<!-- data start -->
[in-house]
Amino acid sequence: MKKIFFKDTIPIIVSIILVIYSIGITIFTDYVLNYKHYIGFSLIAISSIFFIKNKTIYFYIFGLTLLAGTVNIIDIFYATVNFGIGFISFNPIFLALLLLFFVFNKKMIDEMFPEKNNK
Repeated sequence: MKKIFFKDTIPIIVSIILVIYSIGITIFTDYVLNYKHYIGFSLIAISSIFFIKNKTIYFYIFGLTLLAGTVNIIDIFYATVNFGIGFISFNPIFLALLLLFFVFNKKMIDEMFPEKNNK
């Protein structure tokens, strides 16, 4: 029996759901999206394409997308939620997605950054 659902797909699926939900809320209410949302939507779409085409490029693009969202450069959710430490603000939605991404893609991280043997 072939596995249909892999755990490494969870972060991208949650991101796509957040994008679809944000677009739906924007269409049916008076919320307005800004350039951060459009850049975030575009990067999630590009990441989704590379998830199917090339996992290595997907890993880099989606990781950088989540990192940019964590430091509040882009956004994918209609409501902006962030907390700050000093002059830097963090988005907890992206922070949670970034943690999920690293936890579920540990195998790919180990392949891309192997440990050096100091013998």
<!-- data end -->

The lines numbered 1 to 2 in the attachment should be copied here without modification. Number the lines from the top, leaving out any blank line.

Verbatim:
[in-house]
Amino acid sequence: MKKIFFKDTIPIIVSIILVIYSIGITIFTDYVLNYKHYIGFSLIAISSIFFIKNKTIYFYIFGLTLLAGTVNIIDIFYATVNFGIGFISFNPIFLALLLLFFVFNKKMIDEMFPEKNNK